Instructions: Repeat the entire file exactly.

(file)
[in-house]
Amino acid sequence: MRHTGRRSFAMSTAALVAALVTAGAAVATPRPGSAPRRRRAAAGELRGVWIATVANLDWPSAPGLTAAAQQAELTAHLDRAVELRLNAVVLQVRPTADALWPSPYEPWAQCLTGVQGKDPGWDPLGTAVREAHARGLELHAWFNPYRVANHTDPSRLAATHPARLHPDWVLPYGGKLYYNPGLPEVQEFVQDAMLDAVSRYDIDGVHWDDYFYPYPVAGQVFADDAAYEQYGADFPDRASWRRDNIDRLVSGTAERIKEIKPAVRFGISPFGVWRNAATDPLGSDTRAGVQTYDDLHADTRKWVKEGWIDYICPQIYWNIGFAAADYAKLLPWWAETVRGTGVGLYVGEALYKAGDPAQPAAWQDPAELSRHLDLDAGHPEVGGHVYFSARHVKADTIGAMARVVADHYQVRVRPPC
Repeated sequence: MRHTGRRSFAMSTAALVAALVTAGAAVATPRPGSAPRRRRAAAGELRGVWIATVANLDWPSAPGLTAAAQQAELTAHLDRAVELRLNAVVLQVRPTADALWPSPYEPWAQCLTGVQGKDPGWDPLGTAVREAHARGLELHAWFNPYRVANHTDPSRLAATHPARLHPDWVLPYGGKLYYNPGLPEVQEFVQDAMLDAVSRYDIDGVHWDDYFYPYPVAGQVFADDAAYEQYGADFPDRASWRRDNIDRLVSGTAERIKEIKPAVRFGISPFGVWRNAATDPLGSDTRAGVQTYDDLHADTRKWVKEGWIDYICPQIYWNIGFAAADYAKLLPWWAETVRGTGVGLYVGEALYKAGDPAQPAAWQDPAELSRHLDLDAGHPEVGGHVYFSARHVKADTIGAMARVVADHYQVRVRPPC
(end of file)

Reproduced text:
[in-house]
Amino acid sequence: MRHTGRRSFAMSTAALVAALVTAGAAVATPRPGSAPRRRRAAAGELRGVWIATVANLDWPSAPGLTAAAQQAELTAHLDRAVELRLNAVVLQVRPTADALWPSPYEPWAQCLTGVQGKDPGWDPLGTAVREAHARGLELHAWFNPYRVANHTDPSRLAATHPARLHPDWVLPYGGKLYYNPGLPEVQEFVQDAMLDAVSRYDIDGVHWDDYFYPYPVAGQVFADDAAYEQYGADFPDRASWRRDNIDRLVSGTAERIKEIKPAVRFGISPFGVWRNAATDPLGSDTRAGVQTYDDLHADTRKWVKEGWIDYICPQIYWNIGFAAADYAKLLPWWAETVRGTGVGLYVGEALYKAGDPAQPAAWQDPAELSRHLDLDAGHPEVGGHVYFSARHVKADTIGAMARVVADHYQVRVRPPC
Repeated sequence: MRHTGRRSFAMSTAALVAALVTAGAAVATPRPGSAPRRRRAAAGELRGVWIATVANLDWPSAPGLTAAAQQAELTAHLDRAVELRLNAVVLQVRPTADALWPSPYEPWAQCLTGVQGKDPGWDPLGTAVREAHARGLELHAWFNPYRVANHTDPSRLAATHPARLHPDWVLPYGGKLYYNPGLPEVQEFVQDAMLDAVSRYDIDGVHWDDYFYPYPVAGQVFADDAAYEQYGADFPDRASWRRDNIDRLVSGTAERIKEIKPAVRFGISPFGVWRNAATDPLGSDTRAGVQTYDDLHADTRKWVKEGWIDYICPQIYWNIGFAAADYAKLLPWWAETVRGTGVGLYVGEALYKAGDPAQPAAWQDPAELSRHLDLDAGHPEVGGHVYFSARHVKADTIGAMARVVADHYQVRVRPPC